YPC releases major findings of nation-wide survey on public perception of the security sector and police work in YemenWednesday, 30 January, 2013
In a major public event organized by the Yemen Polling Center (YPC) at the Police Officers' Club in Sanaa today, YPC published the findings of its representative nation-wide survey on Public Perceptions of the Security Sector and Police Work in Yemen. This survey is part of a wider YPC project on security sector governance, funded by the European Union within the framework of its Stability Instrument. It aims at bringing society into the ongoing reform of the security sector within the Yemeni transition process.
The event was opened by the President of YPC, Hafez Albukari, and then followed by opening remarks from the Ambassador of the European Delegation to Yemen, Bettina Muscheidt, and by the Minister of Interior, Dr. Abd al-Qadir Qahtan. After the presentation of the major survey findings by Hafez Albukari, the Minister of Interior and the head of the Restructuring Committee of the Ministry, Dr. Riyadh al-Qirshi, responded to the presented survey findings and elaborated on the ongoing reform of the Ministry and particularly the police forces. Dr. al-Qirshi moreover responded to questions from journalists present. The event was broadcasted in national and international media.
The objectives of the survey, which was implemented by YPC in November and December 2012, were to better understand the nature of insecurity in Yemen, local security provision, non-state security actors, attitudes of the public towards the police, and gender-related security issues in order to provide input on necessities & opportunities of security sector reform. Amongst others, YPC came to the following conclusions, based on the survey findings:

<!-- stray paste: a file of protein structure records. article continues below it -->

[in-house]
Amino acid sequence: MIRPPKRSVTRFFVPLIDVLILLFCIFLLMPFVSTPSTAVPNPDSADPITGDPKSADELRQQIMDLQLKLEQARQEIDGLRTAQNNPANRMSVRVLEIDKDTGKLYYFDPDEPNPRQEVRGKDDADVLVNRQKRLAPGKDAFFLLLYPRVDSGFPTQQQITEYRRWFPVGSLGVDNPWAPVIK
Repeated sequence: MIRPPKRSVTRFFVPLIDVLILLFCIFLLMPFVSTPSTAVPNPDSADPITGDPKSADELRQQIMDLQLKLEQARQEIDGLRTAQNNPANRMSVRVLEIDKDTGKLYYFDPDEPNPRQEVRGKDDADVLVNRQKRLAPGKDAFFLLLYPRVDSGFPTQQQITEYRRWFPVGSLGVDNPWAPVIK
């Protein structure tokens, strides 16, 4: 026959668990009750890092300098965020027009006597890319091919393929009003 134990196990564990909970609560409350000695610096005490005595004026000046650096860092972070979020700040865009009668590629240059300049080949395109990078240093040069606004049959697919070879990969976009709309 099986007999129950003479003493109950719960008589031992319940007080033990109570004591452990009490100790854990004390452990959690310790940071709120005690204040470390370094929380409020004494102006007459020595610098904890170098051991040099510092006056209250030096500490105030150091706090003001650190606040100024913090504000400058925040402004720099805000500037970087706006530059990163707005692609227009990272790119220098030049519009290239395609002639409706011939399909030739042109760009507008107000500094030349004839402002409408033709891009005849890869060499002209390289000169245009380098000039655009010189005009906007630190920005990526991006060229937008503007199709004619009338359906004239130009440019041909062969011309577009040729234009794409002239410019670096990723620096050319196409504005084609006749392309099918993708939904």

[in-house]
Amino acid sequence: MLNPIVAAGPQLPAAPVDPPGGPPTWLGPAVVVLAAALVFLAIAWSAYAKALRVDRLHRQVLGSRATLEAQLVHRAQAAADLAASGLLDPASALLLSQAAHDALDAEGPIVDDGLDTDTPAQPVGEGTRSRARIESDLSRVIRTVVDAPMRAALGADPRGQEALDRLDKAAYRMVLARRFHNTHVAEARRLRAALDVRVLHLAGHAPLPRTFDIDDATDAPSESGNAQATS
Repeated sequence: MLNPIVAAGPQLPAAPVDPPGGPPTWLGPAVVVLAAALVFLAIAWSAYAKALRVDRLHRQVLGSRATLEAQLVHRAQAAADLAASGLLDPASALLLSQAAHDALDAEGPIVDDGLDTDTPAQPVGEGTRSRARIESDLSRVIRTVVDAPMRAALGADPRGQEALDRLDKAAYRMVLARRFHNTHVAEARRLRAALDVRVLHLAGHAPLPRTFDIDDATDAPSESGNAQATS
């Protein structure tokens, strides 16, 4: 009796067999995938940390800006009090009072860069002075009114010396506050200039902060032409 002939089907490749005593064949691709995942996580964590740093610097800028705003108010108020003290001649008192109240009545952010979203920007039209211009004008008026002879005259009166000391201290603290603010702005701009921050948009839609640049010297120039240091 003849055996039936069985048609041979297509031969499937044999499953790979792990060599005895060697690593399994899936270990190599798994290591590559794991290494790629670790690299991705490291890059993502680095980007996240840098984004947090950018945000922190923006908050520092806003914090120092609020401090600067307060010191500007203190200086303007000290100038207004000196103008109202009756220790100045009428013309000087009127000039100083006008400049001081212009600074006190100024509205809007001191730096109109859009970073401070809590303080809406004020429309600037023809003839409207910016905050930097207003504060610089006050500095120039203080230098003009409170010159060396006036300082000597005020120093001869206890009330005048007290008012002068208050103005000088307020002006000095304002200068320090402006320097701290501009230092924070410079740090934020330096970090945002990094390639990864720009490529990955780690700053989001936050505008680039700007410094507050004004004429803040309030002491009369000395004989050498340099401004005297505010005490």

- There is a general interest of the Yemeni public to have the state more involved in the provision of security to citizens on the ground.
- Security sector reform in Yemen needs to take into account the country‘s regional and social diversity.
- Security provision in Yemen by the police must involve non-state actors in most if not all regions, but such involvement should be complementary to the work of state institutions and within the framework of established rules and mechanisms.
- Police in Yemen must work to enhance its professionalism in order to gain the trust of the people.
- Police reform in Yemen has to take into account the special security interests of women and girls by employing more women in the police force so that these can cater to the special security interests of women according to the Yemeni social context.
YPC's project on security sector governance in Yemen is the only ongoing initiative in Yemen that aims at bringing the voice and interests of society into the process of security sector reform.
All major findings of the survey can be found m, click here.
For more photos of the event, click here.
For a survey of media reports on the event, click here.
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